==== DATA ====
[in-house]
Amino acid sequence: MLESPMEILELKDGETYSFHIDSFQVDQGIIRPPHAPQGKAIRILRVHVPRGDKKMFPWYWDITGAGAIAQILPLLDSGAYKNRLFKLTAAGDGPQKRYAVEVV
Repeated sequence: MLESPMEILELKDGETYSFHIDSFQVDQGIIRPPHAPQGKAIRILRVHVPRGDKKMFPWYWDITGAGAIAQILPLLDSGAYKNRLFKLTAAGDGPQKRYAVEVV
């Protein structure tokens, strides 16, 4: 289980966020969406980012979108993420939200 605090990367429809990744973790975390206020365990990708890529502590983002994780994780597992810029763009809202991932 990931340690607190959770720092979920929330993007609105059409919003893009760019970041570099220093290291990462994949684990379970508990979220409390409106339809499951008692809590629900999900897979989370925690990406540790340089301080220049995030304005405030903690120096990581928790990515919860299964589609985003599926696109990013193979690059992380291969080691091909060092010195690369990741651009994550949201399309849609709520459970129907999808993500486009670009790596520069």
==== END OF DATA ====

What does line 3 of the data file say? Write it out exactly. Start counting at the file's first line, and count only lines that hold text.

Repeated sequence: MLESPMEILELKDGETYSFHIDSFQVDQGIIRPPHAPQGKAIRILRVHVPRGDKKMFPWYWDITGAGAIAQILPLLDSGAYKNRLFKLTAAGDGPQKRYAVEVV